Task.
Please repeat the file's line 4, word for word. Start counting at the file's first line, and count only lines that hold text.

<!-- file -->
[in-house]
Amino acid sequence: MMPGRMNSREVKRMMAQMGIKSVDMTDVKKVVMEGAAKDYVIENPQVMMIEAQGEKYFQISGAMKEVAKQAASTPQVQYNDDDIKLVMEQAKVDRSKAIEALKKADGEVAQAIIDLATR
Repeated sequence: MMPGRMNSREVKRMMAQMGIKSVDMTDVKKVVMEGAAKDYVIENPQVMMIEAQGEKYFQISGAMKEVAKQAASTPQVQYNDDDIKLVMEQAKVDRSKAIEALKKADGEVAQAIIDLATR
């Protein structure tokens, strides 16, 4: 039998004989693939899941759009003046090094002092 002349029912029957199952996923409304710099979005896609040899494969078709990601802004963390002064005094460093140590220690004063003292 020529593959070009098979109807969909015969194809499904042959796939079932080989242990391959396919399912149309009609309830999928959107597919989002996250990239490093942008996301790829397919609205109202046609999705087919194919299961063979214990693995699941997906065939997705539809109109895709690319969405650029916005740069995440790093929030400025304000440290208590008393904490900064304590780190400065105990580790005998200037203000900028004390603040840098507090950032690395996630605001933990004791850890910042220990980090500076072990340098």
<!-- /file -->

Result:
């Protein structure tokens, strides 16, 4: 039998004989693939899941759009003046090094002092 002349029912029957199952996923409304710099979005896609040899494969078709990601802004963390002064005094460093140590220690004063003292 020529593959070009098979109807969909015969194809499904042959796939079932080989242990391959396919399912149309009609309830999928959107597919989002996250990239490093942008996301790829397919609205109202046609999705087919194919299961063979214990693995699941997906065939997705539809109109895709690319969405650029916005740069995440790093929030400025304000440290208590008393904490900064304590780190400065105990580790005998200037203000900028004390603040840098507090950032690395996630605001933990004791850890910042220990980090500076072990340098």